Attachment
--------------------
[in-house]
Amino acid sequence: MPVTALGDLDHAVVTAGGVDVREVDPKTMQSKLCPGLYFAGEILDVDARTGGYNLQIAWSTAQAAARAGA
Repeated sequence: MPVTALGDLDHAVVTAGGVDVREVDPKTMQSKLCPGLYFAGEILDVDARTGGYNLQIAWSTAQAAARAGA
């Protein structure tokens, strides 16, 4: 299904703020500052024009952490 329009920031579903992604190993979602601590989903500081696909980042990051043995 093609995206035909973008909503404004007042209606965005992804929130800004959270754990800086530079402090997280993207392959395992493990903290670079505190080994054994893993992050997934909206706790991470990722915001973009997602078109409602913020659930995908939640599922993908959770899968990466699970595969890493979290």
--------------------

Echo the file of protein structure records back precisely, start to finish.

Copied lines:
[in-house]
Amino acid sequence: MPVTALGDLDHAVVTAGGVDVREVDPKTMQSKLCPGLYFAGEILDVDARTGGYNLQIAWSTAQAAARAGA
Repeated sequence: MPVTALGDLDHAVVTAGGVDVREVDPKTMQSKLCPGLYFAGEILDVDARTGGYNLQIAWSTAQAAARAGA
């Protein structure tokens, strides 16, 4: 299904703020500052024009952490 329009920031579903992604190993979602601590989903500081696909980042990051043995 093609995206035909973008909503404004007042209606965005992804929130800004959270754990800086530079402090997280993207392959395992493990903290670079505190080994054994893993992050997934909206706790991470990722915001973009997602078109409602913020659930995908939640599922993908959770899968990466699970595969890493979290």